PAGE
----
When: Saturday 27th February – Thursday 03rd March
How much: £15
On Monday night we were invited to a press viewing of ‘The Catacombs of Liverpool’s Darkest History’, the latest in a series of historical tours by Lovehistory of the catacombs beneath St George’s Hall.
However, just because there were pitted olives (pitted!) and alcohol on offer we won’t lie about whether it was bollocks.
Re-opened in 2012 after more than a century’s silence, the catacombs give a glimpse into the savage and lawless world of Victorian Liverpool which sounds a lot like Concert Square on a Saturday.
There’s the city’s gangs who spread violence around the likes of Scotland Road, many of whom just seem to get beaten up a lot.
Then there’s the true story of 13 year old Michael Burns, beaten to death by young gobshites on Christmas Eve 1883.
And if you were enough of a divvy to get caught, you were brought before the judge in St George’s spectacular court; a proper one, not like off The Bill. Then you were chucked in a tiny cell still bigger than our bedroom in L1 – basically forever – or possibly condemned to death (we were distracted by the actor’s synthetic green undies).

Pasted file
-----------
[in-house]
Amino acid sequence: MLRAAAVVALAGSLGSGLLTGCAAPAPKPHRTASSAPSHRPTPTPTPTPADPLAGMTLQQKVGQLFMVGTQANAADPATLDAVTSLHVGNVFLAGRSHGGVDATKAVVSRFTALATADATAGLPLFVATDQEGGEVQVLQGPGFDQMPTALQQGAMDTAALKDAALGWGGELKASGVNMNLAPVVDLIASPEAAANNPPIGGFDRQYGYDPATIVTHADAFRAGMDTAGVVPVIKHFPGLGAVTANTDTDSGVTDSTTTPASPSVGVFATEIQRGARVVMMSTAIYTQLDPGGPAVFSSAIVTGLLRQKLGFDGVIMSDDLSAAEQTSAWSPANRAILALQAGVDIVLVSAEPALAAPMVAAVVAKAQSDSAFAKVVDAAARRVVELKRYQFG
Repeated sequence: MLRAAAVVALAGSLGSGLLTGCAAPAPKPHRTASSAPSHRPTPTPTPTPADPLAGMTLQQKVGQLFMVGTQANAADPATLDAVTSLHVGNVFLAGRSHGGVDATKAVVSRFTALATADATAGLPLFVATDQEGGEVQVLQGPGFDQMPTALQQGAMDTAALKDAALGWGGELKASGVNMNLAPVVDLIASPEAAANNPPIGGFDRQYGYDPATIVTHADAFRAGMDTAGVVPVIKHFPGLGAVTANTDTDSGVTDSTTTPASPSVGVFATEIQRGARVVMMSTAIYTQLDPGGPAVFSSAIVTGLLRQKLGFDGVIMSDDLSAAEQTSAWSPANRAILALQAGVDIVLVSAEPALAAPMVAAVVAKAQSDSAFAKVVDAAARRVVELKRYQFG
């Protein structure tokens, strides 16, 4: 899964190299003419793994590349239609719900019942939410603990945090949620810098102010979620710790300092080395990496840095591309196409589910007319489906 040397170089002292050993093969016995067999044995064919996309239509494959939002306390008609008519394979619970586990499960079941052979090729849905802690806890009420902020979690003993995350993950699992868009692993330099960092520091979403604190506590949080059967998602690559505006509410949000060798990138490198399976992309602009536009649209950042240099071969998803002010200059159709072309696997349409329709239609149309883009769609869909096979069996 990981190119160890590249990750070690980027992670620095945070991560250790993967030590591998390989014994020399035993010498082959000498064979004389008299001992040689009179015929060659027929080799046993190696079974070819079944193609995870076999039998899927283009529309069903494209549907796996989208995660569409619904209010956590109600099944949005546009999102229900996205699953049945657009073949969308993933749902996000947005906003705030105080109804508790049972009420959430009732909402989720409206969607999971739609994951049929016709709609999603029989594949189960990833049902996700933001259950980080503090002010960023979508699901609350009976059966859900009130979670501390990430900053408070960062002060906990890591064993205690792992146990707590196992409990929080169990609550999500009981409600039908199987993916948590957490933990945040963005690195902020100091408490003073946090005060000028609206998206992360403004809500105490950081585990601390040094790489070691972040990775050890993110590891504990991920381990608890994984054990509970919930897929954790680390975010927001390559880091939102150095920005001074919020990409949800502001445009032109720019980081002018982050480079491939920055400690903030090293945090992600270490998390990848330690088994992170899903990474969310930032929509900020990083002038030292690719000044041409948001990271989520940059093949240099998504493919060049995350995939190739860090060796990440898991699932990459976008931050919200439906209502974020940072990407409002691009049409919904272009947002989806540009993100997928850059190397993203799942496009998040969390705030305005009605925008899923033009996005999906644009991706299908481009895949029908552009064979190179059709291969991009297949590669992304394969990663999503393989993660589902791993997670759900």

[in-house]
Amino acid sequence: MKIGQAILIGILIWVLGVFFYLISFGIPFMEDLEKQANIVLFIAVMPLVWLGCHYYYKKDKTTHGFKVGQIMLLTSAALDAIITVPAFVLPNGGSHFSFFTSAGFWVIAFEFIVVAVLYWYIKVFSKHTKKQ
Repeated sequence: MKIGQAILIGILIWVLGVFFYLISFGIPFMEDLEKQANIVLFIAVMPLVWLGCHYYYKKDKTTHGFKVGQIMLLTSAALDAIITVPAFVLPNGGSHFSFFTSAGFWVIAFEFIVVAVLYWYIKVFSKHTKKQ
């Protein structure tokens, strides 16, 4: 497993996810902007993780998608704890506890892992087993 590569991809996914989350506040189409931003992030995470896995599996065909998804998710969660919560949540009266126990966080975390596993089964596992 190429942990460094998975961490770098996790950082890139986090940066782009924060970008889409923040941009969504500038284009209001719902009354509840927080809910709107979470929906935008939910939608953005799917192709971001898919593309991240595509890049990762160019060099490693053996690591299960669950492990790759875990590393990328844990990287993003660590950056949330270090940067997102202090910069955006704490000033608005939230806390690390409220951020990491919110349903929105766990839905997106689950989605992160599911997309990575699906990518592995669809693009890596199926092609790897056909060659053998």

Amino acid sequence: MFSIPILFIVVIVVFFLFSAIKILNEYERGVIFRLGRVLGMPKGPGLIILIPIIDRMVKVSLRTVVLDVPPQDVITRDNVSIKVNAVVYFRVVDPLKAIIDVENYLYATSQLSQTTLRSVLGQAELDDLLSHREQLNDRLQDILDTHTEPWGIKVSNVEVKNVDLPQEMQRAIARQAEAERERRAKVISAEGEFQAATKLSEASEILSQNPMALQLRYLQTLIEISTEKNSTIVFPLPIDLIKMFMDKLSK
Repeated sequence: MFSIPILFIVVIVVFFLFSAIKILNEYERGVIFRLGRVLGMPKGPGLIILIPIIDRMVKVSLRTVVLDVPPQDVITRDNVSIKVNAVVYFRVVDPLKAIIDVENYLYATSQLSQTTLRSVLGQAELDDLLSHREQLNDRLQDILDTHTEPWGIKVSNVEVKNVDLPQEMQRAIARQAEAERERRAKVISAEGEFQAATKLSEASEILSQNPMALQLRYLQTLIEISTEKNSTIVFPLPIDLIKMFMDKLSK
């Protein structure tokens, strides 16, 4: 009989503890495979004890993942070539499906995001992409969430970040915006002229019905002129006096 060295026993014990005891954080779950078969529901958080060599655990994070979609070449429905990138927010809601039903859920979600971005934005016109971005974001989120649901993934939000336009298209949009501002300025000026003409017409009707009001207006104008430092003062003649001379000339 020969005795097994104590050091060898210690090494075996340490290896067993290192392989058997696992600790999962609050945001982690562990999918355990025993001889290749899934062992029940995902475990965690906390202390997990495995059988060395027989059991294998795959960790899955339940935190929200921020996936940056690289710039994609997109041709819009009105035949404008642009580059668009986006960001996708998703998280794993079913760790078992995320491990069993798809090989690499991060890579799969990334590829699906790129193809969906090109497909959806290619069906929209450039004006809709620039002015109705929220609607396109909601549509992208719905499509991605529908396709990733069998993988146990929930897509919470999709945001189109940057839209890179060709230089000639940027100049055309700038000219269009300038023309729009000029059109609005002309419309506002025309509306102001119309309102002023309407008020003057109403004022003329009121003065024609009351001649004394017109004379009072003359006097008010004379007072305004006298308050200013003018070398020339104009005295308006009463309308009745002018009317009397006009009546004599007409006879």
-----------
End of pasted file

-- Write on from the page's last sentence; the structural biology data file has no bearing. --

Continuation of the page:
To be honest, Victorian Liverpool wasn’t THAT unlike 21st century Liverpool. There are still posh twats, whilst poverty forces people into hooking or robbing, and you might still get battered at the reduced section in Tesco.
We would have been made up to see a little more of the catacombs, and hopefully the stray Drench bottles will have been cleared before the public gets let loose in Victorian Liverpool. But it’s fascinating to see a darker side to Liverpool’s second-most celebrated building ( Eat4Less will rule throughout the ages).
A cross between Shiverpool and urbexing, ‘The Catacombs of Liverpool’s Darkest History’ is a boss way of straying from the beaten track and learning about Liverpool’s history beyond the Beatles, cos y’know, it did exist before then.
Tickets and further info can be found here.